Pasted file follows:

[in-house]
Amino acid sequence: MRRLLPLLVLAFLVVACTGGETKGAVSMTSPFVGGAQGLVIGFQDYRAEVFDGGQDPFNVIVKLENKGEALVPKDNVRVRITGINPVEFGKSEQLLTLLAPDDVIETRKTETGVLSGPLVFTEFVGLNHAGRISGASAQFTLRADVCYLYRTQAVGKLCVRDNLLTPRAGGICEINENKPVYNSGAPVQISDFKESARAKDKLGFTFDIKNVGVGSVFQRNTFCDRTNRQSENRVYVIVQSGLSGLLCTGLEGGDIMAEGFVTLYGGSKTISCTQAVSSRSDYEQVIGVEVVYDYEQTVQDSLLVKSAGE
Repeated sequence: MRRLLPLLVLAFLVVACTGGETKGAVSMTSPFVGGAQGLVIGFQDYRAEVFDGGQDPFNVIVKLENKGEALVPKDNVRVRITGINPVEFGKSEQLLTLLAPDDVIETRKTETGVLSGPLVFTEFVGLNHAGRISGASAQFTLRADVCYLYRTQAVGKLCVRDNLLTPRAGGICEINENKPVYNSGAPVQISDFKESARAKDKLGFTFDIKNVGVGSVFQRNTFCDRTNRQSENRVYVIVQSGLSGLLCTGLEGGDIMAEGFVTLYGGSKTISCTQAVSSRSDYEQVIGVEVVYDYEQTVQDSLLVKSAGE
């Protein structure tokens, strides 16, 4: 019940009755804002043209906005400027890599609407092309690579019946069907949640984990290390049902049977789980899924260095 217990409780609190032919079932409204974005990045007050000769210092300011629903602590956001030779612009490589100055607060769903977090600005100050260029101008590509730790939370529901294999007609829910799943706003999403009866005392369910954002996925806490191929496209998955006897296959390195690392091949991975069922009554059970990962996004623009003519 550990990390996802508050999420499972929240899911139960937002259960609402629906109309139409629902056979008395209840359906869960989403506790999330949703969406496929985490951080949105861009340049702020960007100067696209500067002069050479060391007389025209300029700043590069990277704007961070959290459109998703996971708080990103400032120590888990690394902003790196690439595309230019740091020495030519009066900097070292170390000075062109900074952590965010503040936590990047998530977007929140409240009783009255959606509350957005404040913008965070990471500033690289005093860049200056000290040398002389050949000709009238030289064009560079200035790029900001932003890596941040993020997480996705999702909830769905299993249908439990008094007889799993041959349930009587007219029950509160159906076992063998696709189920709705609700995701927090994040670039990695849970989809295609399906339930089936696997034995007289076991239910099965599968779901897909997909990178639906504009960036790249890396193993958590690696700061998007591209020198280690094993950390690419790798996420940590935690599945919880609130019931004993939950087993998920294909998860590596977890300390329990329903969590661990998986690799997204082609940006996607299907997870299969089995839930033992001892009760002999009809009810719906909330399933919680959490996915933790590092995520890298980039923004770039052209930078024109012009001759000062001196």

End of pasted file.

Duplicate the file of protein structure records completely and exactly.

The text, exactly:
[in-house]
Amino acid sequence: MRRLLPLLVLAFLVVACTGGETKGAVSMTSPFVGGAQGLVIGFQDYRAEVFDGGQDPFNVIVKLENKGEALVPKDNVRVRITGINPVEFGKSEQLLTLLAPDDVIETRKTETGVLSGPLVFTEFVGLNHAGRISGASAQFTLRADVCYLYRTQAVGKLCVRDNLLTPRAGGICEINENKPVYNSGAPVQISDFKESARAKDKLGFTFDIKNVGVGSVFQRNTFCDRTNRQSENRVYVIVQSGLSGLLCTGLEGGDIMAEGFVTLYGGSKTISCTQAVSSRSDYEQVIGVEVVYDYEQTVQDSLLVKSAGE
Repeated sequence: MRRLLPLLVLAFLVVACTGGETKGAVSMTSPFVGGAQGLVIGFQDYRAEVFDGGQDPFNVIVKLENKGEALVPKDNVRVRITGINPVEFGKSEQLLTLLAPDDVIETRKTETGVLSGPLVFTEFVGLNHAGRISGASAQFTLRADVCYLYRTQAVGKLCVRDNLLTPRAGGICEINENKPVYNSGAPVQISDFKESARAKDKLGFTFDIKNVGVGSVFQRNTFCDRTNRQSENRVYVIVQSGLSGLLCTGLEGGDIMAEGFVTLYGGSKTISCTQAVSSRSDYEQVIGVEVVYDYEQTVQDSLLVKSAGE
């Protein structure tokens, strides 16, 4: 019940009755804002043209906005400027890599609407092309690579019946069907949640984990290390049902049977789980899924260095 217990409780609190032919079932409204974005990045007050000769210092300011629903602590956001030779612009490589100055607060769903977090600005100050260029101008590509730790939370529901294999007609829910799943706003999403009866005392369910954002996925806490191929496209998955006897296959390195690392091949991975069922009554059970990962996004623009003519 550990990390996802508050999420499972929240899911139960937002259960609402629906109309139409629902056979008395209840359906869960989403506790999330949703969406496929985490951080949105861009340049702020960007100067696209500067002069050479060391007389025209300029700043590069990277704007961070959290459109998703996971708080990103400032120590888990690394902003790196690439595309230019740091020495030519009066900097070292170390000075062109900074952590965010503040936590990047998530977007929140409240009783009255959606509350957005404040913008965070990471500033690289005093860049200056000290040398002389050949000709009238030289064009560079200035790029900001932003890596941040993020997480996705999702909830769905299993249908439990008094007889799993041959349930009587007219029950509160159906076992063998696709189920709705609700995701927090994040670039990695849970989809295609399906339930089936696997034995007289076991239910099965599968779901897909997909990178639906504009960036790249890396193993958590690696700061998007591209020198280690094993950390690419790798996420940590935690599945919880609130019931004993939950087993998920294909998860590596977890300390329990329903969590661990998986690799997204082609940006996607299907997870299969089995839930033992001892009760002999009809009810719906909330399933919680959490996915933790590092995520890298980039923004770039052209930078024109012009001759000062001196």